There's a lot of learning in life that simply requires time -- time to experiment, to try new and different things and to gradually learn about yourself and your values. There is, after all, a reason why they say that wisdom tends to come with experience.
But what if you could go back in time and give your younger self some tips to help speed up the process. What would you say?
Last week, we asked several of the speakers at The Huffington Post's Thrive conference exactly that, and their advice ran the gamut from big-picture thoughts, to down-and-dirty financial advice. (A common theme? Relaxing and trusting that everything will be okay ... are you listening 20-year-olds?) Here's what these 11 extremely accomplished men and women would tell their younger selves:
For me, that was just before I went off to become a monk, and everything just seemed vitally important. I was carrying the weight of the world on my shoulders. I would just say, "It's okay. It's okay."
--Andy Puddicombe, Headspace Co-Founder
Stop worrying about your thighs! I was obsessed with how I looked to the point where I was never getting outside of myself.
Finally -- and I don't know if it was having kids, or seeing a friend of mine battle breast cancer and ovarian cancer, and finally losing that battle -- I said, "I am so lucky to have this body." The way to be your best is to be giving, and the way to be giving is to stop thinking about what you look like.
--Lucy Danziger, Former Editor-in-Chief, SELF Magazine; Well-being Lifestyle Expert
Can it be the advice I'd give my 20-year-old daughter? I’ll tell you what I told her, which is, you need to learn to cook your own food. Don’t leave that job to people you don’t know.
--Laurie David, Author and Producer
Don't go into debt! Don't get any credit cards, and always use cash. I just flashed back to my 20-year-old self running up $25,000 in credit card debt and not knowing I had to pay it back.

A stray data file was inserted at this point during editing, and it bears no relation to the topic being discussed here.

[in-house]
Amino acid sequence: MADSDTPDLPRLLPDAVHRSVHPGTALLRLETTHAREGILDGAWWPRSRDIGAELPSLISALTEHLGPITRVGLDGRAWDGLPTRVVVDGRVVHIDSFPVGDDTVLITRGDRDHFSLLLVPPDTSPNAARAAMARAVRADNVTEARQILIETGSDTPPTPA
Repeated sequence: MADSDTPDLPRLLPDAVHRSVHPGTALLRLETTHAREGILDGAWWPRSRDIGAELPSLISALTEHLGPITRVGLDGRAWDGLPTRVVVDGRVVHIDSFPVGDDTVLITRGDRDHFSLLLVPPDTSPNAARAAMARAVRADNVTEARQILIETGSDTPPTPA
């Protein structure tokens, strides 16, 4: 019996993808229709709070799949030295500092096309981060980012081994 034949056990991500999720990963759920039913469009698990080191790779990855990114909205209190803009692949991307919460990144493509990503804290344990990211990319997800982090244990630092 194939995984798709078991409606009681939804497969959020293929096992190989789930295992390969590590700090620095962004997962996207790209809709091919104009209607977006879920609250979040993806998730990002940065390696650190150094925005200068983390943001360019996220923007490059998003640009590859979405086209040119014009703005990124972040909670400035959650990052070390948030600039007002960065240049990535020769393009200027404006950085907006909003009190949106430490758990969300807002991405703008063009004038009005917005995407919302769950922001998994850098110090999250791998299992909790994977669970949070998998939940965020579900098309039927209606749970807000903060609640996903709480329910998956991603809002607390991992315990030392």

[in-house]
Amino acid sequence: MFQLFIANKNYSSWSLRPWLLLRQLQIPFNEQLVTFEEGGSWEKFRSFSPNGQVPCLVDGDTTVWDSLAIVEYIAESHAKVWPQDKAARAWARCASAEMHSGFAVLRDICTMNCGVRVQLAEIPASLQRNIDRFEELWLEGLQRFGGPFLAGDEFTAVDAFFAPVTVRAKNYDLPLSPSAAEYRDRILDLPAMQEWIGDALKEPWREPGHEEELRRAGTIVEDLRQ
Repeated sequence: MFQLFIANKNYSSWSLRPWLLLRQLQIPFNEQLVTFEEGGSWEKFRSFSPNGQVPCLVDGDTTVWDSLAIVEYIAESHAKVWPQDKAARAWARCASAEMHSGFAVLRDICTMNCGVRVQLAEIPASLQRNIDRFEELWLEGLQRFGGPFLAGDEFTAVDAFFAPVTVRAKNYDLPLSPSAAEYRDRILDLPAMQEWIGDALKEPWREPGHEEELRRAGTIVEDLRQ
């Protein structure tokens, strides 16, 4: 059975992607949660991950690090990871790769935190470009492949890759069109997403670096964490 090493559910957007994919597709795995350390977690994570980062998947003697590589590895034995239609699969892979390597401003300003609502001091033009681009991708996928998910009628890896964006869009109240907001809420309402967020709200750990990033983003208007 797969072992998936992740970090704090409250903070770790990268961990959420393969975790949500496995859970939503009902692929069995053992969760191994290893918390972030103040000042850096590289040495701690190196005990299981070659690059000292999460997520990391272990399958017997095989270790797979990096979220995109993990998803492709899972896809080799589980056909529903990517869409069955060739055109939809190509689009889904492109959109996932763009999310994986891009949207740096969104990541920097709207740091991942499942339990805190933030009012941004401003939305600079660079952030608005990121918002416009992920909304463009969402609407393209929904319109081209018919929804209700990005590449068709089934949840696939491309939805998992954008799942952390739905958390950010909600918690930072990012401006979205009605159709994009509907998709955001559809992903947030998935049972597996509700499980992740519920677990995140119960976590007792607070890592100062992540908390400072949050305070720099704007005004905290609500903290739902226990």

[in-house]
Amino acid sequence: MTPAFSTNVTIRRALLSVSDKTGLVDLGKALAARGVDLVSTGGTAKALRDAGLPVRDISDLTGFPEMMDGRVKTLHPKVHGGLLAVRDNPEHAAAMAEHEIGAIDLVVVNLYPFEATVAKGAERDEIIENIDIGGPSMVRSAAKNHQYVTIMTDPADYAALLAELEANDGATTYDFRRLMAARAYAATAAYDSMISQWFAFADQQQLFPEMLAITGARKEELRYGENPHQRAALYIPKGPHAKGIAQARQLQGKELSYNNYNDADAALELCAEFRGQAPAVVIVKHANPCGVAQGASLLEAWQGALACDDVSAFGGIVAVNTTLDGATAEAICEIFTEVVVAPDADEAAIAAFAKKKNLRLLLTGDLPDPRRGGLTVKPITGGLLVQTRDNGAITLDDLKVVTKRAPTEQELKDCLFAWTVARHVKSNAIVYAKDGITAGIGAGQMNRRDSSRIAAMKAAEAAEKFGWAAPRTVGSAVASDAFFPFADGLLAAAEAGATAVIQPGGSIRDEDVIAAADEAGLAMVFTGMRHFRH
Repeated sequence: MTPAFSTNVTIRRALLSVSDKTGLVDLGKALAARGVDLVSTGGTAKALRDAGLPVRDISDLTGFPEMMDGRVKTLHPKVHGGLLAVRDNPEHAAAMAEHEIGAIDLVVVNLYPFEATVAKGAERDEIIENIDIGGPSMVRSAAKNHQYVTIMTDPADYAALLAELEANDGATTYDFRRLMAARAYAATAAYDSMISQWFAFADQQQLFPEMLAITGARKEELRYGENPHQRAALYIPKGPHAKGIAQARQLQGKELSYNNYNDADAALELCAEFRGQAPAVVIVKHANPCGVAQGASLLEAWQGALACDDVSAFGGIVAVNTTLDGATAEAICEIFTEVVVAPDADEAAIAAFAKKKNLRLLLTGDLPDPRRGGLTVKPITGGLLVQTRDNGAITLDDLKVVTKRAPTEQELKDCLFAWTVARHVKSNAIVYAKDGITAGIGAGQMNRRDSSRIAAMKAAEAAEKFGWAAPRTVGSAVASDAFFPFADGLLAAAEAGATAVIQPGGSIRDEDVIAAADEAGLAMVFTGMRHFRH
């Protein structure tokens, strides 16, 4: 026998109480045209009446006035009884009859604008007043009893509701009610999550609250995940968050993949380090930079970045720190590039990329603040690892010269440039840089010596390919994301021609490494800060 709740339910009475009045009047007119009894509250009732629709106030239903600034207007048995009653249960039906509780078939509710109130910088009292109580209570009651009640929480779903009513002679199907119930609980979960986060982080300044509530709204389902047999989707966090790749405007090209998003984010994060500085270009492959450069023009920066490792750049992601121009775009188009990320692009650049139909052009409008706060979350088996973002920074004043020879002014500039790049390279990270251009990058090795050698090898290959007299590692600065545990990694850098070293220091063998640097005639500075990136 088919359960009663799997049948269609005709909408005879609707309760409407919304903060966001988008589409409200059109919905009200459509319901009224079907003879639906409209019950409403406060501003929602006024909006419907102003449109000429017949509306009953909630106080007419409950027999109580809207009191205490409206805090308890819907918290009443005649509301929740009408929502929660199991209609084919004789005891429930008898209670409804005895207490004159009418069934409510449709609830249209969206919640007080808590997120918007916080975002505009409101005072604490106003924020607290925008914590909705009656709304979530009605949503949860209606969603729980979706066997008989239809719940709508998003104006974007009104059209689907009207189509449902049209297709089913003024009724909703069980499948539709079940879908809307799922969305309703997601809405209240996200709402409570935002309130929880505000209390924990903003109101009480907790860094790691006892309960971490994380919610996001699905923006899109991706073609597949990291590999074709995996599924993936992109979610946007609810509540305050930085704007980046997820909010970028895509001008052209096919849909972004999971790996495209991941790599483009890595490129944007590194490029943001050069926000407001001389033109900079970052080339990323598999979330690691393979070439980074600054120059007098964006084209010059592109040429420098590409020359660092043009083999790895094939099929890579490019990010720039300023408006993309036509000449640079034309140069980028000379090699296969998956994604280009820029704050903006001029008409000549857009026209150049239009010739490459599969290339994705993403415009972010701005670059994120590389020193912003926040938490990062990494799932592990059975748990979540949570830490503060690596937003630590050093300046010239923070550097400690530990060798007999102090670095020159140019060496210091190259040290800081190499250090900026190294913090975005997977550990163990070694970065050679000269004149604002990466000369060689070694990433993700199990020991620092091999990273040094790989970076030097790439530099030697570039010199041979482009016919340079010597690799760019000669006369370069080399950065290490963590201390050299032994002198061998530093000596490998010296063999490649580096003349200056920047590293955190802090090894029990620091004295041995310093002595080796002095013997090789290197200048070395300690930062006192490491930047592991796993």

--Maysoon Zayid, Actress, Professional Standup Comedian and Writer
When I was 20, I needed to understand that tomorrow is another day -- and sometimes things will not happen as fast as you would like. You need to be patient. I was the president of a multinational corporation when I was 40, but I wanted to be there at 25! But you need experience, of course.
--Federica Marchionni, President, Dolce & Gabbana Inc.
I think that I actually gave myself this advice when I was 20, which was: Really trust in the universe to take care of what you need. Rather than stressing or worrying about the future, just trust in the unfolding of the moment.
--Dr. Mark Hyman, M.D., Authority in Functional Medicine; Founder, The UltraWellness Center
My 20-year-old self was pretty bummed out, because I wanted to sing on Broadway and it was pretty clear to me at that point that it just wasn't going to happen. I didn't have the connections or the ability or desire to go to New York and wait on audition lines.
But what I'd go back and tell myself is that there a lot of paths to a dream, because just two months ago, I appeared in "Rock of Ages" on Broadway. I came to it from a very roundabout path of technology, and building my brand through social media, and then getting the opportunity to do that.
--Randi Zuckerberg, Founder and CEO, Zuckerberg Media; Editor-in-Chief, Dot Complicated
It’s all going to work out great. Just relax and trust and when you’re going through the challenging times, know that there is a light at the end of the tunnel.
--Agapi Stassinopoulos, Best-selling Author and Speaker
Keep your head down. It's when you get distracted (and I got distracted), or you try and do things the easy way that things don't work. Keep your head down, do the work and it'll all pay off.
--Dr. David Agus, M.D., Professor, USC Keck School of Medicine and Viterbi School of Engineering; CBS News Contributor
Give up on Hollywood notions of love at first sight, because then you’ll be surprised when you find it. And, it’s worthwhile to confront your fears sooner rather than later, because you’re going to end up confronting them anyway.
-- Adam Grant, Author and Professor, Wharton School of the University of Pennsylvania
It’s going to be okay. I love you, and it’s going to be okay.
--Panache Desai, Spiritual Teacher
These interviews have been edited and condensed for clarity and length.
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